Negative attitudes ranged from stereotypes that radiologists were unfriendly physicians working in dark rooms all day to a lack of communication between residents and their instructors. What's more, several of the facilities surveyed seemed indifferent toward teaching.
The study began in 2006 as a collaboration aimed at optimizing medical education through curriculum improvement. The project, which includes detailed records and interviews with trainees, came to encompass five institutions across Canada, adopting as its principal goal the identification and analysis of hidden curricula in medical training programs (EJR, May 2013, Vol. 82:5, pp. 883-887).
Negativity is powerful
The "Future of Medical Education in Canada," a report from the Association of Faculties of Medicine of Canada, defines a hidden curriculum as " 'a set of influences that function at the level of organizational structure and culture,' affecting the nature of learning, professional interactions, and clinical practice," wrote study author Teresa Van Deven, PhD, from the Schulich School of Medicine and Dentistry, and colleagues.
Hidden misconceptions about radiology that could hurt the profession became evident right away in the course of the study, the authors wrote. One of the interviewees, Ellen, recounts the responses that followed her announcement to pursue radiology.
"You're going to be in a dark room!" she said. "You're never going to see patients! You'll only ever work for yourself! How boring would that be? Would you ever really impact patients' lives?"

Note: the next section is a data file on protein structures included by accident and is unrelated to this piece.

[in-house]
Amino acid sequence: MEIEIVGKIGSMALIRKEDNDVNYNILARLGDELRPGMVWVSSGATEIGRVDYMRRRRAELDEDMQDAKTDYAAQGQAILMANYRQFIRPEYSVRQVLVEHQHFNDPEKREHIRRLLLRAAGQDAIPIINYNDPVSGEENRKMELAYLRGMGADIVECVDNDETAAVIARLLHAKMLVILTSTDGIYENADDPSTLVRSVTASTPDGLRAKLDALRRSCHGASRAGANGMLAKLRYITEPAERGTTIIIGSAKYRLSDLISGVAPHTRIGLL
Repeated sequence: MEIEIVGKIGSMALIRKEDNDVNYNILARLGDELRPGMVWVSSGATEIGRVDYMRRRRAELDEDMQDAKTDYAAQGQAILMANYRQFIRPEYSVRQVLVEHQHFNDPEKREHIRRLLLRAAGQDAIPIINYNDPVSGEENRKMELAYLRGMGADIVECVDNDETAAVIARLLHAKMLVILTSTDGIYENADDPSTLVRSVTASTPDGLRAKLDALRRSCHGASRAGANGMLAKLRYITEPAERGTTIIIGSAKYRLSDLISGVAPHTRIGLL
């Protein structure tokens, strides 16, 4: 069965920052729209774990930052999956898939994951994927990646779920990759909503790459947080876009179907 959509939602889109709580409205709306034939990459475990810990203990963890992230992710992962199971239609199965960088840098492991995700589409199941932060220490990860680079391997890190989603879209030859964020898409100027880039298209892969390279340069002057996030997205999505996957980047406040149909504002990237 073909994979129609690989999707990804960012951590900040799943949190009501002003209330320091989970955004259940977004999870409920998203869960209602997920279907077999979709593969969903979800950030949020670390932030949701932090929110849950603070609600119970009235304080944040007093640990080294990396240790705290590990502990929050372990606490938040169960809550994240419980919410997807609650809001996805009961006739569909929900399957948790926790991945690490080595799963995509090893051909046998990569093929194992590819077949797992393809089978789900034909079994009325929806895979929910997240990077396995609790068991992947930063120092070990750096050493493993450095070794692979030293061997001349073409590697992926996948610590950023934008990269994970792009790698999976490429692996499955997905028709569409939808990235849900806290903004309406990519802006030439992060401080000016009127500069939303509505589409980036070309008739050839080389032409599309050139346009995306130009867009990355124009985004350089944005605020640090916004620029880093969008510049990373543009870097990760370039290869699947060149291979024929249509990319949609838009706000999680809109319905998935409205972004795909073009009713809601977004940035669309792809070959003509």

At a time of increasing demand for radiologists, this kind of misguided story could hinder radiology departments' efforts to recruit talented physicians, the group wrote.
In-depth analysis, interviews
The researchers used a qualitative case study methodology to enable in-depth analysis of multiple data sources, including official documents, surveys, observations, and interviews within the enterprise.
A total of 48 interviews were conducted with undergraduate and postgraduate students, radiologists, imaging scientists, residents, faculty, and administrators. The data were analyzed by the core research team and by external examiners.
The results showed that a hidden curriculum of isolation prevailed in four of the five major centers studied.
"In other words, the hidden curriculum reinforced the image of the radiologist as a doctor who works alone in a dark room, engaging in minimal professional communication or collaboration," the authors wrote.
The isolationism was evident in the radiologists' remarks that they lacked guidance and mentors both within and outside of their departments as they learned the practice of radiology. In addition, there was a lack of protected, dedicated time for teaching.
Positive attitudes in 1 center
"The fifth program exhibited a hidden curriculum of collaboration and support, although even in this setting the faculty received mixed messages about the value of teaching within their department," the authors wrote.
Residents training in the program ruled by a positive culture met with the program director every six months to discuss their progress and goals. Junior residents utilized the knowledge of senior residents, and senior residents looked to young faculty to answer their questions.
"Residents and faculty alike spoke of the importance of providing and receiving emotional support as well as technical support from their colleagues and mentors," they wrote.